Michael Jackson was laid to rest today, but I wonder if we slowly killed him years ago. In the two weeks since his passing, the myriad articles that have come out seem to couple any mention of his eccentricity or bizarreness with an explanation of his rough childhood or lonely adulthood. It makes me think that the media is finally done torturing the guy now that he's gone. Mocking the dead, after all, is in poor taste in almost everyone's book.
Now while it's admirable to show respect for the deceased, how about the living? Aren't their feelings even more important since they're still around to have them? Although I never met Michael (I did, however, meet the dog he gave Shmuley Boteach!) I am certain that no matter how bizarre he was, he never enjoyed public ridicule, yet that's how "Whacko Jacko" spent most of the last two decades.
Despite his money and fame, there was very little that Jackson could have done to protect himself against the nastiness in the media because the American legal system tacitly enables gossip mongering. Any negative information spread about a person is only considered defamation is if it is untrue. In other words, anyone can reveal any secret or make any statement about another, without fear of legal retribution, as long as the information is factual.
In Judaism we have a very different take on this issue. Telling true negative stories about another person is strictly prohibited by the Torah and is called lashon hara (evil speech). Speaking lashon hara is considered as serious as murdering someone, and listening to it is even worse, because it allows the speaker to have an audience.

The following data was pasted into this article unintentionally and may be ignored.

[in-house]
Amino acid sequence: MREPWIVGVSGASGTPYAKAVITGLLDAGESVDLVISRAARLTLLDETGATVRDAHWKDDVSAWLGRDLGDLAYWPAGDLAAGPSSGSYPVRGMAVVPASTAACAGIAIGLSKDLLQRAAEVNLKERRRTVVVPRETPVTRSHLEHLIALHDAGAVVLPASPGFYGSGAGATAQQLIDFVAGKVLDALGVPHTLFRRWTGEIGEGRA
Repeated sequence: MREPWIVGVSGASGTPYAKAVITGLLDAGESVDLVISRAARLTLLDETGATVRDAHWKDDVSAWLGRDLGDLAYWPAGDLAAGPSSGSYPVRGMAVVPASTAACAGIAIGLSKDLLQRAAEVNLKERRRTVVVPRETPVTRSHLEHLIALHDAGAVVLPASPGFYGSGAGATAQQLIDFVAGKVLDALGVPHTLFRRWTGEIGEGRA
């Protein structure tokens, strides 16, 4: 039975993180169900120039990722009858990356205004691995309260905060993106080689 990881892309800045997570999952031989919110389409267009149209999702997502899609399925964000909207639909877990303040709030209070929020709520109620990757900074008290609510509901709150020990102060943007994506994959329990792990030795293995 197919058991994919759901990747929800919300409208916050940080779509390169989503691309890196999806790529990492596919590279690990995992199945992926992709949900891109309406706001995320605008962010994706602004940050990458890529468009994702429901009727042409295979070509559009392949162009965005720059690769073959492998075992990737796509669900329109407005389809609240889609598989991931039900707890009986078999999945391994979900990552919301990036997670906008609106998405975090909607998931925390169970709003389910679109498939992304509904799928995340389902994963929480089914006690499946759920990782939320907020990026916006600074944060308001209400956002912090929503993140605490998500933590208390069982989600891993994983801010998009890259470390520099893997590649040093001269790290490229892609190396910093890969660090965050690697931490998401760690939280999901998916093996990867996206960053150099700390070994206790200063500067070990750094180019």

Yet even with such a vehement stance against speaking and listening to gossip, it remains one of the hardest mitzvahs for people (even in the religious community) to adhere to. Why? I don't know for sure, but as my rabbi once put it, "lashon hara is geshmake" (which means delicious, in Yiddish). My first thought upon hearing him say that was, "Oh no, not you too, rabbi!" But after thinking about it some more, I realized that just as we are wired to enjoy certain tastes and aromas, so too we are wired to enjoy hearing and spreading "juicy" gossip.
If we had no interest in it, there'd be no challenge in refraining from it. It's only when something is a struggle that we have the opportunity to choose right from wrong. So the next time the choice comes your way, remember that they don't call it character "assassination" or mortification (derived from le mort, the French word for death) for nothing. While going cold turkey might be tough, going lashon hara light should be doable for everyone.